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# [#42] PS Challenge : Math Contest

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CEO
Joined: 15 Aug 2003
Posts: 3454
[#42] PS Challenge : Math Contest [#permalink]

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09 May 2004, 19:02
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Code: md ( its for my reference, dont worry about it)
Level : Advanced (if you do it under time limits )

1. Time yourself
2. Solve as fast as you can

Three problems were given to participants of a math contest. Each participant got 0,1,2, or 3 points for each problem. After the papers were graded, it turned out that no pair of participants received matching scores for more than one problem. What is the largest possible number of participants?

a. 8
b. 9
c. 12
d. 16
e. 24
Senior Manager
Joined: 06 Dec 2003
Posts: 366
Location: India
Re: [#42] PS Challenge : Math Contest [#permalink]

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10 May 2004, 00:29
Praetorian wrote:
Code: md ( its for my reference, dont worry about it)
Level : Advanced (if you do it under time limits )

1. Time yourself
2. Solve as fast as you can

Three problems were given to participants of a math contest. Each participant got 0,1,2, or 3 points for each problem. After the papers were graded, it turned out that no pair of participants received matching scores for more than one problem. What is the largest possible number of participants?

a. 8
b. 9
c. 12
d. 16
e. 24

Answer should be 24:

Solution:

total results possible 4 * 4 * 4 = 64
(3 questions and for each question 4 grades possible)

Now apply limitation that no pair of participants received matching scores for more than one problem,
__
000 |
001 | ---> Select only one pair from these, and remove other 3
002 |
003__|

__
010 |
020 | ---> Select only one from these, and remove other 2
030__|

__
100 |
200 | ---> Select only one from these, and remove other 2
300__|

Total remove = 3 + 2 + 2 = 7
If we do for each grade points, total removal = 7 * 4 = 28
So we are left with 64 - 28=36
out of 36, remove:

_
012 |--------> Remove any 1
013_|

_
021 |--------> Remove any 1
023_|

_
031 |--------> Remove any 1
032_|

Total removal will become 3 * 4=12 ( Pairs could be - 01, 02, 03, 10, 12, 13, 20, 21, 23, 30, 31, 32)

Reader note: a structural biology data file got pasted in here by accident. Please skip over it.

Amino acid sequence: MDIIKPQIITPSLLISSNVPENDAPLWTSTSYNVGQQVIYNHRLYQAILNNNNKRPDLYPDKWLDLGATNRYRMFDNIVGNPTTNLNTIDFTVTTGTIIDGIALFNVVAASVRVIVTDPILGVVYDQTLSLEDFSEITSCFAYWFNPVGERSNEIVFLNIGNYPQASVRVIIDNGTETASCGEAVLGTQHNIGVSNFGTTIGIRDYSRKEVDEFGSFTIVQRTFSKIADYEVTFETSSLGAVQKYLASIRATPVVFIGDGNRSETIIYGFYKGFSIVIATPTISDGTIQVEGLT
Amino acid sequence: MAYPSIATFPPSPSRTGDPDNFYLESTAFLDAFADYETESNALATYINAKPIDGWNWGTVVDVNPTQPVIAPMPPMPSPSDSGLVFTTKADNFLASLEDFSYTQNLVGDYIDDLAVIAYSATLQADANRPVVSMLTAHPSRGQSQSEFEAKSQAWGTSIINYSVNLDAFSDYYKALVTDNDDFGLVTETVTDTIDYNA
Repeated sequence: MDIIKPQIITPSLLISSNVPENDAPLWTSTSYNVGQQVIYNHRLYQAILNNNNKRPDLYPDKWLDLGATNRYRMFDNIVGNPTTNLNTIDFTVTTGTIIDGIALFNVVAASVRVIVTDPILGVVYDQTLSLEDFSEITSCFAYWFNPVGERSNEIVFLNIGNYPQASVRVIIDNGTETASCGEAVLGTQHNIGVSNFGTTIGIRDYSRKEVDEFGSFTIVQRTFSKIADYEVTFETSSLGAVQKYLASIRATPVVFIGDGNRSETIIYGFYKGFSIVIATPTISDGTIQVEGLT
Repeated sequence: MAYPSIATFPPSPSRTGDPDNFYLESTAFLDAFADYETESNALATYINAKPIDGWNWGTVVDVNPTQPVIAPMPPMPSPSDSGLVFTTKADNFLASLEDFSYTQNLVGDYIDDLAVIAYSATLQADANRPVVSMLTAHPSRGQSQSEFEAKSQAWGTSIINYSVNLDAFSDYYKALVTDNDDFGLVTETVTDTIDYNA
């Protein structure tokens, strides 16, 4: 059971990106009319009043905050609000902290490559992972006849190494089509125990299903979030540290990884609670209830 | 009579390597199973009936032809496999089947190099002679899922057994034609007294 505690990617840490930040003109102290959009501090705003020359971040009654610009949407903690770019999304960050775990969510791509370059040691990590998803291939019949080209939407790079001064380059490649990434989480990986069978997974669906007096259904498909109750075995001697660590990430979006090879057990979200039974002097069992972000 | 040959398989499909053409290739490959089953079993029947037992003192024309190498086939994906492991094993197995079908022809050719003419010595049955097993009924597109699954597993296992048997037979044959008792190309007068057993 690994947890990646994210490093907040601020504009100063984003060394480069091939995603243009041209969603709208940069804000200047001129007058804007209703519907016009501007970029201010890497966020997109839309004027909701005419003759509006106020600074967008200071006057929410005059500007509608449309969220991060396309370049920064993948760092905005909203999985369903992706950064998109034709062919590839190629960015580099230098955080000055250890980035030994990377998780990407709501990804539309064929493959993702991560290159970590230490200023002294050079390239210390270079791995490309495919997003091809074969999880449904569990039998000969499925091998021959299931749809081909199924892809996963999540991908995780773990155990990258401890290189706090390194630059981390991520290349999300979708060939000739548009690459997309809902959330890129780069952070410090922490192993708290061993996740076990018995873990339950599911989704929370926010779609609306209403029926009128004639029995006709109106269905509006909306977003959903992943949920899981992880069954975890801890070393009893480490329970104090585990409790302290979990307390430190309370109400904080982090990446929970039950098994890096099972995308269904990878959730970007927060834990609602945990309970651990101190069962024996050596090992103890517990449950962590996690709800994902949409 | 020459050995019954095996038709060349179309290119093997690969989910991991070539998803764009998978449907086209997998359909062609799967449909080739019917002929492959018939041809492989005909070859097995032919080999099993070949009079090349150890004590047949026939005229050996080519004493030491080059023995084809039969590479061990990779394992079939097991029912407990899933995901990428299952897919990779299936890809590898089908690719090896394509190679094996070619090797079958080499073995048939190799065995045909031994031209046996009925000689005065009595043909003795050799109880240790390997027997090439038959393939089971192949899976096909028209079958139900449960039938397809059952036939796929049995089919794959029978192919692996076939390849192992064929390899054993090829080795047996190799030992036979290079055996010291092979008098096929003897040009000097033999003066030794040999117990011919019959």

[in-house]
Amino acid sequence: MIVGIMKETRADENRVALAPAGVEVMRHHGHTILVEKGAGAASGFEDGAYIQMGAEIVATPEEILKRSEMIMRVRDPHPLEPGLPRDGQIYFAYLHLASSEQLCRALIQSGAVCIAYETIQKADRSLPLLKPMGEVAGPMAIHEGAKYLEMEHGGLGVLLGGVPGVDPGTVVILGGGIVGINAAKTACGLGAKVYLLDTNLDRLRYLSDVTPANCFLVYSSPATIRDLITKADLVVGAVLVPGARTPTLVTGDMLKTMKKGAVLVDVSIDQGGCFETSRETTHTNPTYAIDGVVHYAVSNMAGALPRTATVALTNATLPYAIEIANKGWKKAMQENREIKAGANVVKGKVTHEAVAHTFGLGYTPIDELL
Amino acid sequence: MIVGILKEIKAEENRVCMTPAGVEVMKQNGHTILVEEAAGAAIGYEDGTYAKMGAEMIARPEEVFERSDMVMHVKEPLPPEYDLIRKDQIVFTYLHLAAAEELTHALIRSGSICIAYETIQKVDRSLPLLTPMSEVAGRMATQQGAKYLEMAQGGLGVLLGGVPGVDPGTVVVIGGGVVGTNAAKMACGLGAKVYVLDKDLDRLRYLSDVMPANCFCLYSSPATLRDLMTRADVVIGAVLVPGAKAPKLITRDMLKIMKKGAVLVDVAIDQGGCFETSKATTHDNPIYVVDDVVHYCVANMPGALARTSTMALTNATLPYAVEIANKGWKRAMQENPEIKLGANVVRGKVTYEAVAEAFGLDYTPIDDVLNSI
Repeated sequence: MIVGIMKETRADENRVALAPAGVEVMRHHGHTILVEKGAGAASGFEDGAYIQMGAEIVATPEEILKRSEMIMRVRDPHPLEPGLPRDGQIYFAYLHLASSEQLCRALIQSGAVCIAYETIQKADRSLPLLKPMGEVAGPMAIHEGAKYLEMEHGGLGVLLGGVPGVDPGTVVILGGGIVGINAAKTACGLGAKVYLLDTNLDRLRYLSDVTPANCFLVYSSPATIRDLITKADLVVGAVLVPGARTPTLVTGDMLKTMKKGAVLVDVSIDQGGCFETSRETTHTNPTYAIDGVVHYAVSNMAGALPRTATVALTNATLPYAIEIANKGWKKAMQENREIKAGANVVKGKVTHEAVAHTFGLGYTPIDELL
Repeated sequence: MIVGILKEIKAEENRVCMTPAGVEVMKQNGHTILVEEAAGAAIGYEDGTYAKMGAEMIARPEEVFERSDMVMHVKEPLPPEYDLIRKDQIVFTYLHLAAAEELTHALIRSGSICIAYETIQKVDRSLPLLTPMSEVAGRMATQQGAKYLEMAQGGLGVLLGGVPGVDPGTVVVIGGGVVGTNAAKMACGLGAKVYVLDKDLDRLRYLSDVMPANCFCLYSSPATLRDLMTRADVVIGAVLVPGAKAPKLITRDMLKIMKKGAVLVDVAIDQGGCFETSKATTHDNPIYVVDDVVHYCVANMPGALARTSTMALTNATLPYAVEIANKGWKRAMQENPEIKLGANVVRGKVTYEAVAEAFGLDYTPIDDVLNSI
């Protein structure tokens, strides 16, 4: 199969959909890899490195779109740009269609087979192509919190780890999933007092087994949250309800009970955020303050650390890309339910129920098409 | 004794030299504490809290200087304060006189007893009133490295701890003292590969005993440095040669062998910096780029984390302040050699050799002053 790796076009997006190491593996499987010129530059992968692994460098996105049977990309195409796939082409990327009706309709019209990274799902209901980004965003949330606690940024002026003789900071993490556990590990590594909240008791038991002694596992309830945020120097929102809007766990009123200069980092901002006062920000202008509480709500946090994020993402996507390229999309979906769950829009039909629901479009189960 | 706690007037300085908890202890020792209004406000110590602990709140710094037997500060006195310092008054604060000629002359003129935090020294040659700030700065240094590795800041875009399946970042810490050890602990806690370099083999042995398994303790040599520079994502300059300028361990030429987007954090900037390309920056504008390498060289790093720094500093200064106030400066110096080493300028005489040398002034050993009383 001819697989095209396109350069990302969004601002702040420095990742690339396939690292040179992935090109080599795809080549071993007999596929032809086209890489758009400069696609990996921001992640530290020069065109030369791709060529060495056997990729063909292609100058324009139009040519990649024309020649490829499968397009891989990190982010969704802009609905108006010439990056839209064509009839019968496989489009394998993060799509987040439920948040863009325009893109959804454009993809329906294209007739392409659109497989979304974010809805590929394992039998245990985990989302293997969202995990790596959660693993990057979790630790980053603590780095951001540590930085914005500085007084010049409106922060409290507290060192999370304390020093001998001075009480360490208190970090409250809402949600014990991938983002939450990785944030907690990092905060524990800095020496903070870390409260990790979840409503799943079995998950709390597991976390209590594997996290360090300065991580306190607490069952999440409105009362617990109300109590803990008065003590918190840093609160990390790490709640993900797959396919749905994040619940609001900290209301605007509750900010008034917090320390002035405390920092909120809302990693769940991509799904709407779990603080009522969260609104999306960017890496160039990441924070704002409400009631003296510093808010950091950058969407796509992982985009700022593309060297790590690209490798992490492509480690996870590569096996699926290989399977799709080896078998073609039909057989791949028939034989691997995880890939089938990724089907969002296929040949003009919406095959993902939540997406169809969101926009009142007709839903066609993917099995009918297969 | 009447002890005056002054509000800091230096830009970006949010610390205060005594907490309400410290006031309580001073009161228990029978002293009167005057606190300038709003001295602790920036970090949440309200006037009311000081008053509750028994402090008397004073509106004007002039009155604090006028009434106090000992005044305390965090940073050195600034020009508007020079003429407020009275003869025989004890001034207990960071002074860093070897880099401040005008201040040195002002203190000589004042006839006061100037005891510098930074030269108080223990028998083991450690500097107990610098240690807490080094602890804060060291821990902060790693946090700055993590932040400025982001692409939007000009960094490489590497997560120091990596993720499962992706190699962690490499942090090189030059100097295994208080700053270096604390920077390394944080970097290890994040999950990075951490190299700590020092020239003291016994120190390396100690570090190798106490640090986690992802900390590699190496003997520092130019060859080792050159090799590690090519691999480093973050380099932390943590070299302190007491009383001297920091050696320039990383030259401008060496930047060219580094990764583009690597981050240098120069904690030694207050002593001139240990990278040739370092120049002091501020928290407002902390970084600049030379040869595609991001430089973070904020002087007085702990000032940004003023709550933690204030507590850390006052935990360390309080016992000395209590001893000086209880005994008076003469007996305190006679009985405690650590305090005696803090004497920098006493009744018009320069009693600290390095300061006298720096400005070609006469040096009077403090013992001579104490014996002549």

Remaining would be 36 - 12 = 24

If there is any flaw in solution, please let me know.
Dharmin
SVP
Joined: 30 Oct 2003
Posts: 1790
Location: NewJersey USA

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10 May 2004, 08:17
This problem is not clear to me. I see only following combinations

Student 1 = 000
Student 2 = 111 ( cannot have 00 )
Student 3 = 222 ( cannot have 00, 11 )
Student 4 = 333 ( cannot have 00, 11, 22 )
Student 5 = 012 ( cannot have 00, 11, 22, 33 )
Student 6 = 023 ( cannot have 00, 11, 22, 33, 01 )
what is meant by no pair had same score in more than one problem ?
Does it mean a pair can have one score in common and other two scores should differ ? ( This is what I think )

I believe anyone can be paired with anyone else.
Intern
Joined: 06 May 2004
Posts: 15
Location: Toronto

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10 May 2004, 09:18
16 is my answer

I am assuming that : when comparing scrores , its w.r.t a particular question . or in another words if you compare scores for any two students, only one of the (corresponding question)score would match.

possible combinations
000
012
021
033
103
122
110
131
201
213
220
232
302
311
323
330

--------
none of the two students have more than one score matching for corresponsing questions.
_________________

lets do it together....

SVP
Joined: 30 Oct 2003
Posts: 1790
Location: NewJersey USA

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10 May 2004, 11:16
I think I got the problem

if a student gets 012 then no one else can get
01x, x12 and 1x2
I get following combinations

001
100
010
112
211
121
023
302
230
203
320
032
222
333

14 combinations
CEO
Joined: 15 Aug 2003
Posts: 3454

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10 May 2004, 14:51
Problem courtesy: University of Maryland High School Math Competition

First, it is possible to have 16 participants (their scores could be 000,011,022,033,101,112,123,130,202,213,220,231,303,310,321,332).

The general pattern is that the scores are of the form (a,b,c) where a and b are anything (i.e., 16 possibilities) and c=a+b (mod 4). So, for any two participants, if their scores are the same on one of the first two problems but are different on the other, then their score on the third problem will also be different. To see that more than 16 participants is not possible, suppose that there were at least 17 participants. Since there are only 4 possible scores on the first question, there would be a group of at least 5 participants that got the same score on the first question. But then, since there are only 4 answers for the second question, at least two of these 5 would have the same score on the second question. Thus, this pair would have the same score on at least two of the questions, contradiction.

Thus, the answer is 16 (thats D)
10 May 2004, 14:51
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# [#42] PS Challenge : Math Contest

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